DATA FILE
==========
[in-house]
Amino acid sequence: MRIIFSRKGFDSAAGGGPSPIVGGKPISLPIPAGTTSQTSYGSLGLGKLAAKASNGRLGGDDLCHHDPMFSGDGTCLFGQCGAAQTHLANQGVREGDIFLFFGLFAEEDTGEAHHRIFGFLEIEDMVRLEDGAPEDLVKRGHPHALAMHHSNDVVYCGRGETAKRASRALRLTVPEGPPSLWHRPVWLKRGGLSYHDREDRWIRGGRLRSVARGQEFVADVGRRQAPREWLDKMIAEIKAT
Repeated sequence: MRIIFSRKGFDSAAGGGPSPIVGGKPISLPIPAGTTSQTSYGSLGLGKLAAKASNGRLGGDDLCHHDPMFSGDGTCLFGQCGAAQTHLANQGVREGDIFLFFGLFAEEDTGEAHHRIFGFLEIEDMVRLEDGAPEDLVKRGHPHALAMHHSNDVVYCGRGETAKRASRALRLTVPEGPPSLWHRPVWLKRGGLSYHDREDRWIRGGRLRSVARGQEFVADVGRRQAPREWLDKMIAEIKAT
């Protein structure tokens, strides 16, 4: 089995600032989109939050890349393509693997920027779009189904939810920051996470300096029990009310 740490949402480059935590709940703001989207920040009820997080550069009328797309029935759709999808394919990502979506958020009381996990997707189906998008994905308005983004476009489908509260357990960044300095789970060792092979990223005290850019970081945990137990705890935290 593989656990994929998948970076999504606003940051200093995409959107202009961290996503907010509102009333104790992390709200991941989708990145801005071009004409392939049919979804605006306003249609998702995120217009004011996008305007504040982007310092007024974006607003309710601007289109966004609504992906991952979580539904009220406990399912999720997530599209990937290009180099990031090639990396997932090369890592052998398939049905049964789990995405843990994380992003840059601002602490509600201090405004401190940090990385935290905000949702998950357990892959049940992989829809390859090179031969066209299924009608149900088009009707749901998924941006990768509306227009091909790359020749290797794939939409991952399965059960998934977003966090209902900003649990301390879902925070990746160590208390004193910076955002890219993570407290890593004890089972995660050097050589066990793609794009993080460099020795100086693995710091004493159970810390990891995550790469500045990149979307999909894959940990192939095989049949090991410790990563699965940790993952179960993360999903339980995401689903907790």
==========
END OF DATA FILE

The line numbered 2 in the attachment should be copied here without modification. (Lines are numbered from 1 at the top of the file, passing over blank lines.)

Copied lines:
Amino acid sequence: MRIIFSRKGFDSAAGGGPSPIVGGKPISLPIPAGTTSQTSYGSLGLGKLAAKASNGRLGGDDLCHHDPMFSGDGTCLFGQCGAAQTHLANQGVREGDIFLFFGLFAEEDTGEAHHRIFGFLEIEDMVRLEDGAPEDLVKRGHPHALAMHHSNDVVYCGRGETAKRASRALRLTVPEGPPSLWHRPVWLKRGGLSYHDREDRWIRGGRLRSVARGQEFVADVGRRQAPREWLDKMIAEIKAT